The MVA data were similar between the AML and PML groups, and slightly lower in the bileaflet group, but MVA increased at peak stress in all groups. Some investigators have found that MVA was overestimated at tachycardia in the PHT method [22,23], whereas Agricola et al. found that MVA was increased at exercise stress [12], indicating that a reserve mitral valve area might remain to increase cardiac output. The ACC/AHA criterion for severe mitral stenosis is MVmeanPG >15 mmHg or sPAP > 60 mmHg on stress echocardiography and they recommend considering surgery [4]. No pathological findings to fulfill the criterion mentioned above were found in our patients after mitral valve repair or in healthy controls. However, MVmeanPG was somewhat elevated (>10 mmHg) in two patients in the AML group (a1, a7) and one each in the PML (p2) and bileaflet (b2) groups. The MVA of one patient (a1) in the AML and of one (b2) in the bileaflet group were relatively small (1.8 and 2.3 cm2, respectively), which might have affected the MVmeanPG. However, the MVA was 3.0 cm2 in the other patient (a7) in the AML group and in one patient (p2) in the PML group, and their MVmeanPG was relatively high. The echocardiographic findings of patient a7 in the AML group indicated sclerotic changes at the anterior leaflet and curved transmitral blood flow due to surging against sclerotic AML tissue (Figure 7). Patient p2 in the PML group had sclerotic changes at the posterior leaflet and transmitral blood flow was directed towards the anterior leaflet. Color Doppler images showed a mosaic pattern near the AML suggesting that persistent sclerotic change or the direction of the transmitral flow affected MVmeanPG regardless of the MVA.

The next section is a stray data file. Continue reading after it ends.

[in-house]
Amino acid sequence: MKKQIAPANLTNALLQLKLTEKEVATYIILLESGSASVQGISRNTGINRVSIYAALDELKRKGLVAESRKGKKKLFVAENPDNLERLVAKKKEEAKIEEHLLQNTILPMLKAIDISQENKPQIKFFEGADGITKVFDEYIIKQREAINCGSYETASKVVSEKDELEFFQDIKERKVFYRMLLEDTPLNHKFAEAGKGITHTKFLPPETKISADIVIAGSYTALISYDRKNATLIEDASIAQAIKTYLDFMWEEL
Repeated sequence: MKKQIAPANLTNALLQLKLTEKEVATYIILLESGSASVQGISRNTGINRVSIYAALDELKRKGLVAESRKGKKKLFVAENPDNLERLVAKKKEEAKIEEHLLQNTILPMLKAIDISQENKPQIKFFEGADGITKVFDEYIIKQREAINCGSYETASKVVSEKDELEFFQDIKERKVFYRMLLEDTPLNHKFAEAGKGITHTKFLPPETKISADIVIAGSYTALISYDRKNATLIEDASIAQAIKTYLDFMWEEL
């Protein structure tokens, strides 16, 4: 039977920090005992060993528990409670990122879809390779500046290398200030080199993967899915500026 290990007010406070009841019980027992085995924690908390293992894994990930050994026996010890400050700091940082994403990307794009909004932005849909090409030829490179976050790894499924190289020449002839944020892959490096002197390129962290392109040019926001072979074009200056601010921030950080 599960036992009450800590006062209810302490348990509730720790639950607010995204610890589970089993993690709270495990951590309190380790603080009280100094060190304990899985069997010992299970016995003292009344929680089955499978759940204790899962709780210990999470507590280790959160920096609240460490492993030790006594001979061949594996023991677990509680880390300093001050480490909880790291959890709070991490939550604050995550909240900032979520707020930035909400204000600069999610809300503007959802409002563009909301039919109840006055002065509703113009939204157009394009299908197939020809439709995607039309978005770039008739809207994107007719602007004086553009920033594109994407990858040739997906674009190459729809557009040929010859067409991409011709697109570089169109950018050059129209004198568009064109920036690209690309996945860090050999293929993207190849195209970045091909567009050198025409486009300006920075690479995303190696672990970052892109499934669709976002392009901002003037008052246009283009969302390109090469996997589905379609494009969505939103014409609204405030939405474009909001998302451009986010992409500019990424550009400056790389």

Figure 7

Postoperative echocardiographic images of anterior mitral leaflet (AML) plasty. (a) Long axis view. Sclerotic tissue remains in AML (white arrow). (b) Four chamber view. Mosaic pattern of transmitral blood flow near sclerotic tissue of AML on color Doppler image suggests that direction of transmitral blood flow became distorted by surging against sclerotic AML tissue (dotted arrow).

The MVmeanPG at rest and peak stress was significantly lower in healthy control than all groups after mitral valve repair. In mitral valve repair groups, the MVA was significantly reduced compared with healthy controls. Since MVA tends to decrease after mitral valve repair [24], not only control of regurgitation, but also functional preservation of the mitral valve should be carefully considered in the future.